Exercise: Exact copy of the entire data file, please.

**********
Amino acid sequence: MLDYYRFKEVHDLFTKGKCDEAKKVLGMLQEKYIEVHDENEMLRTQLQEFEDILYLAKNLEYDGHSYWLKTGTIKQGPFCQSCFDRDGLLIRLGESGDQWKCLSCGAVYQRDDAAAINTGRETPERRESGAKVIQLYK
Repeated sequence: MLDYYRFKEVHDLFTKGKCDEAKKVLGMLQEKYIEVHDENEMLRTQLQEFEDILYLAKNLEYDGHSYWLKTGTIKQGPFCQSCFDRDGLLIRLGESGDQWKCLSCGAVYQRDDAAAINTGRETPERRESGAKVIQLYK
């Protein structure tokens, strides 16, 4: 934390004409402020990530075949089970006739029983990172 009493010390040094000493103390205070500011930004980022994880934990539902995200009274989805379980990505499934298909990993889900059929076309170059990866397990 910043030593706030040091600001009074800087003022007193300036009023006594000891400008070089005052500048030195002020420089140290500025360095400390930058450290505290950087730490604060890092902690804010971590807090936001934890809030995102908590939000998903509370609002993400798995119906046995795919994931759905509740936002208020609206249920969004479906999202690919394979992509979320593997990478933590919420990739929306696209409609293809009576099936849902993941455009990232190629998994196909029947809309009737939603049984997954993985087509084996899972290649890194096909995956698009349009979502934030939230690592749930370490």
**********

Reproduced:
Amino acid sequence: MLDYYRFKEVHDLFTKGKCDEAKKVLGMLQEKYIEVHDENEMLRTQLQEFEDILYLAKNLEYDGHSYWLKTGTIKQGPFCQSCFDRDGLLIRLGESGDQWKCLSCGAVYQRDDAAAINTGRETPERRESGAKVIQLYK
Repeated sequence: MLDYYRFKEVHDLFTKGKCDEAKKVLGMLQEKYIEVHDENEMLRTQLQEFEDILYLAKNLEYDGHSYWLKTGTIKQGPFCQSCFDRDGLLIRLGESGDQWKCLSCGAVYQRDDAAAINTGRETPERRESGAKVIQLYK
């Protein structure tokens, strides 16, 4: 934390004409402020990530075949089970006739029983990172 009493010390040094000493103390205070500011930004980022994880934990539902995200009274989805379980990505499934298909990993889900059929076309170059990866397990 910043030593706030040091600001009074800087003022007193300036009023006594000891400008070089005052500048030195002020420089140290500025360095400390930058450290505290950087730490604060890092902690804010971590807090936001934890809030995102908590939000998903509370609002993400798995119906046995795919994931759905509740936002208020609206249920969004479906999202690919394979992509979320593997990478933590919420990739929306696209409609293809009576099936849902993941455009990232190629998994196909029947809309009737939603049984997954993985087509084996899972290649890194096909995956698009349009979502934030939230690592749930370490």